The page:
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Tuesday, November 19, 2013
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EXCLUSIVE: Snapchat Users Are Sending 400 Million 'Snaps' Daily, Edging Past Facebook's Photo-Upload Volume

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BII social daily photo uploads novOn a daily basis, Snapchat users are now sending more "snaps," Snapchat's term for photos and videos shared over the network, than Facebook users are uploading photos. 

Snapchat users now send 400 million snaps daily, according to a source at Snapchat. To put this number in perspective, our sources at Facebook are still reporting that 350 million photos are uploaded daily worldwide on the network, and that Instagram users are uploading 55 million photos daily. 

Note that Snapchat's 400 million number is for photo and video messages (and presumably counts all snaps of the same photo sent to multiple friends). But it's likely Snapchat beats Facebook on photo volume alone, too. Video wasn't introduced to Snapchat until December 2012, and the uploading and transmission of photo messages that disappear remains Snapchat's main function. Not to mention, Snapchat has a much smaller user base than Facebook. So as Snapchat grows larger, its heavy activity will probably cause it to shoot way ahead of Facebook on photo volume.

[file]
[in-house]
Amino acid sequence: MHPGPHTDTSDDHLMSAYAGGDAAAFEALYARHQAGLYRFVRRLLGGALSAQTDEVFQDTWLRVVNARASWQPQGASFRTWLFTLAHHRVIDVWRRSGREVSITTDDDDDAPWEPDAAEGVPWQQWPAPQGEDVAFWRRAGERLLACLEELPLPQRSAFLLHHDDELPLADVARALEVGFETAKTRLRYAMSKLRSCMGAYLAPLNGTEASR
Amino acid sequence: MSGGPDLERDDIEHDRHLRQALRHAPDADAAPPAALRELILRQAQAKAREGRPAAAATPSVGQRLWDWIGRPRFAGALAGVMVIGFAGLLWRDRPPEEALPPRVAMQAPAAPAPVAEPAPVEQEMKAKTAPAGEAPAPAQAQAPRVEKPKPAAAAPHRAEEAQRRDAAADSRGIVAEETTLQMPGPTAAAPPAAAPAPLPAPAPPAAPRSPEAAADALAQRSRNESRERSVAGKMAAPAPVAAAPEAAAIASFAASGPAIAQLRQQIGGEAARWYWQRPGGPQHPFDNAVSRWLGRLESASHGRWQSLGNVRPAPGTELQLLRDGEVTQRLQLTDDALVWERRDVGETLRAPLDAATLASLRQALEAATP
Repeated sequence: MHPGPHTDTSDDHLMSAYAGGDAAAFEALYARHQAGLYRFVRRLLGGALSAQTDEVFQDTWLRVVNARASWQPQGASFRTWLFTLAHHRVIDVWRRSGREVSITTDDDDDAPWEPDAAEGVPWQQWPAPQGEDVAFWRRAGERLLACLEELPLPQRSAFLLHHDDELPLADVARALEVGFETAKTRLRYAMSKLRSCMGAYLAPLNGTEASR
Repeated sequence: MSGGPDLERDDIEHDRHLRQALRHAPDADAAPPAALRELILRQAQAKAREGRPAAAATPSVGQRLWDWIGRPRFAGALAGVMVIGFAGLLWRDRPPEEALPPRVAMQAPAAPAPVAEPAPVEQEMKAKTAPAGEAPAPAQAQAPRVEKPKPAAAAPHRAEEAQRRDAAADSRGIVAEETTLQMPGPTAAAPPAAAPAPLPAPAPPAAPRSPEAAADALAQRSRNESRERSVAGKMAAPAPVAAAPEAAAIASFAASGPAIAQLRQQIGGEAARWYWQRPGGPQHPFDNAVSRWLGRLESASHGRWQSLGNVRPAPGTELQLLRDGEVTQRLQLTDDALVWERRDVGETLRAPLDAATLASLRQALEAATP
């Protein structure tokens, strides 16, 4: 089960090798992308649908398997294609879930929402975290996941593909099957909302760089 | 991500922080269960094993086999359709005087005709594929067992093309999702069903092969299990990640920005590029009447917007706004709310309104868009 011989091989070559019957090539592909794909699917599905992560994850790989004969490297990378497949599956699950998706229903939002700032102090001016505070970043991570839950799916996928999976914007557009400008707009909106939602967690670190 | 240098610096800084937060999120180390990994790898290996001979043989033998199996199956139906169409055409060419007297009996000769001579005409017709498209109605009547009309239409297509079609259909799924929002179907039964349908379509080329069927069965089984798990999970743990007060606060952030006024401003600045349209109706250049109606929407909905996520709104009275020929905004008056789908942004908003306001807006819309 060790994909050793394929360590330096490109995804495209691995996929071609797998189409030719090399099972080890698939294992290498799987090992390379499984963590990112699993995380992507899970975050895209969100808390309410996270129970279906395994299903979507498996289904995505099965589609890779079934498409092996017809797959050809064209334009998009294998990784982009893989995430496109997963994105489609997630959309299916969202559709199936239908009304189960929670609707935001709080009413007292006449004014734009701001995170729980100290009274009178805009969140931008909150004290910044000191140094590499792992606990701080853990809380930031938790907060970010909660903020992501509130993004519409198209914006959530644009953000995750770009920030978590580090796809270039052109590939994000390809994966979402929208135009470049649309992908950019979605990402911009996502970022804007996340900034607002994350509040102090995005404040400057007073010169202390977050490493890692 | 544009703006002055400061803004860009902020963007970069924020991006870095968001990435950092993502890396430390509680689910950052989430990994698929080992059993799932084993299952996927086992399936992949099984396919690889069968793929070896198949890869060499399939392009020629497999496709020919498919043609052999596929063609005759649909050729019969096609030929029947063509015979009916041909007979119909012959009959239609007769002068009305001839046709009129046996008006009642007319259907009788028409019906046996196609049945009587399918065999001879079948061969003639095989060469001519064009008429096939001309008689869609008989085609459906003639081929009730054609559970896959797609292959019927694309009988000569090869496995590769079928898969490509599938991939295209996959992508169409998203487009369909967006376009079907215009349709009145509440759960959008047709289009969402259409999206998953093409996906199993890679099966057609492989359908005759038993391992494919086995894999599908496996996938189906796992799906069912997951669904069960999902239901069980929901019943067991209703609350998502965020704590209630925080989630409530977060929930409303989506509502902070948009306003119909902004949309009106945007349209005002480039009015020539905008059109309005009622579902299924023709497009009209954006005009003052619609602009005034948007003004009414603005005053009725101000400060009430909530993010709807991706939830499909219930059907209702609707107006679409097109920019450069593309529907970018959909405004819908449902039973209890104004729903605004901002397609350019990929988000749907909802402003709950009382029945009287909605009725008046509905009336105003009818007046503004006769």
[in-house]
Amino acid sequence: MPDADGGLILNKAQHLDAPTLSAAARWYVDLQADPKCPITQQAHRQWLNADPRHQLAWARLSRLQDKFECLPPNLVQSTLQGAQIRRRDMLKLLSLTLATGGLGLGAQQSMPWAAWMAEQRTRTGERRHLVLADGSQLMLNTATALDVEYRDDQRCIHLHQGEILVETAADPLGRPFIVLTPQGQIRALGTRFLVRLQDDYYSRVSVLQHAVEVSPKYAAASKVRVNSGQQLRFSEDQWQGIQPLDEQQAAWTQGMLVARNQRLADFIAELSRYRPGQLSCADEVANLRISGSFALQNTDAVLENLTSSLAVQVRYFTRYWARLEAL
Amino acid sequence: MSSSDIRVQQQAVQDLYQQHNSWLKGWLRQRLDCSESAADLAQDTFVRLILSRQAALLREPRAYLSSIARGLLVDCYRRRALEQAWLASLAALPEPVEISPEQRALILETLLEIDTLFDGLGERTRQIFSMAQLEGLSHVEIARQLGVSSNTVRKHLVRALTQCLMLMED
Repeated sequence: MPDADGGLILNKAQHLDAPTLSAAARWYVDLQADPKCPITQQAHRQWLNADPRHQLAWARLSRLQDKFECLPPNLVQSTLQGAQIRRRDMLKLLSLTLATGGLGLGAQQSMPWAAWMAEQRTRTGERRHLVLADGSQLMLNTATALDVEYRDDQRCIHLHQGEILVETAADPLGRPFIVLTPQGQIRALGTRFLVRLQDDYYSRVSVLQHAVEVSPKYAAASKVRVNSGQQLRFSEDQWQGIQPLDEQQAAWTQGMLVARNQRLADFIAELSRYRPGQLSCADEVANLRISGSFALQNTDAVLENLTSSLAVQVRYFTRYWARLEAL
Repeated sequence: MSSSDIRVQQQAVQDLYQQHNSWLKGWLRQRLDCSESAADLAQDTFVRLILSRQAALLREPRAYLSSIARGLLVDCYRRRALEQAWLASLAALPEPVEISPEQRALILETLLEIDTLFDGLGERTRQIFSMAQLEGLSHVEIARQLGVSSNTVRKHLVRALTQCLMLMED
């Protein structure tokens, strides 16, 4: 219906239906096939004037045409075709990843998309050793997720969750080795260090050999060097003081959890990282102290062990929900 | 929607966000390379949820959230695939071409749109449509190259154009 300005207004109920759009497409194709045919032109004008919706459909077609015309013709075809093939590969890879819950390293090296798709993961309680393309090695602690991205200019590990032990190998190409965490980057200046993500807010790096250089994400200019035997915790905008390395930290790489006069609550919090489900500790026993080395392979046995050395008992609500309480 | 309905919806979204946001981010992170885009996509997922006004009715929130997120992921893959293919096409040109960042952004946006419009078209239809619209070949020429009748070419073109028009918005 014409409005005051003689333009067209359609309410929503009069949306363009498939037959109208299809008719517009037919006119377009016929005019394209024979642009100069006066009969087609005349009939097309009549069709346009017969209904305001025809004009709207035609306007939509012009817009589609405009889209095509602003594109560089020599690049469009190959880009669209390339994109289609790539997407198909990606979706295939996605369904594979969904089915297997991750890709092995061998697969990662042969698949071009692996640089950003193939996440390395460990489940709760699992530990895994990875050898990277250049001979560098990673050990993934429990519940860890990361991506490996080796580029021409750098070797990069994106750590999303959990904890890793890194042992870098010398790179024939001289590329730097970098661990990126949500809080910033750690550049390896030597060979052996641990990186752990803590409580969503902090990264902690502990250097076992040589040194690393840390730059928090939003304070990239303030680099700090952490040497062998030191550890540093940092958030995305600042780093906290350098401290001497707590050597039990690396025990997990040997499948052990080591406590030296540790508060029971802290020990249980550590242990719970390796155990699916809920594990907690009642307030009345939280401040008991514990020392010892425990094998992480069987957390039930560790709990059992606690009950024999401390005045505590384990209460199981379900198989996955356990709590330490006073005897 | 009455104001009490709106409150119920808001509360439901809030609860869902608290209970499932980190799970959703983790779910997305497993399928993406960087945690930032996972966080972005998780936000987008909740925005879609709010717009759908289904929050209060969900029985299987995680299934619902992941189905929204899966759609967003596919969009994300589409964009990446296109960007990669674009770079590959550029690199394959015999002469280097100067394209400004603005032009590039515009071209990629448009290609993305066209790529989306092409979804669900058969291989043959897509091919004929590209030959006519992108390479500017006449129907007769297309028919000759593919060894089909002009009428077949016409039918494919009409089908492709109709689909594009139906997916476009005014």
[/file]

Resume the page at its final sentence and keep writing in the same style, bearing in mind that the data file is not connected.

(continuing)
In September, Snapchat reported that its users were uploading 350 million snaps daily. In June, that number was 200 million. 

* To continue reading our analysis, and to gain instant access to the charts and data for our exclusive Snapchat coverage, you'll need a free trial membership to BI Intelligence. Sign up > 

In Other News …

Facebook is testing a new chat feature that shows whether a friend is online via the mobile or desktop version of Facebook. (TechCrunch)

An advertising executive told Ad Age that he struggles to think why any of his clients (which include McDonald's, Volkswagen, and Reebok) would be willing to "even pilot advertising on Snapchat." (AdAge) 

Facebook is partnering with SportStream to organize all the conversations taking place around sports on the world's largest social network. (TechCrunch) 

The New Yorker examines the increasing complexity of automated spambots on Twitter. For example, there are bots mining Twitter for jokes, looking for new words to add to the English language, and those that are crowdsourcing new stories from random tweets. (New Yorker) 

Instagram is all about documenting life's memorable moments, but little did the app's founders know that users would begin imagining how historical moments would have been told via Instagram. Check out Histagrams >

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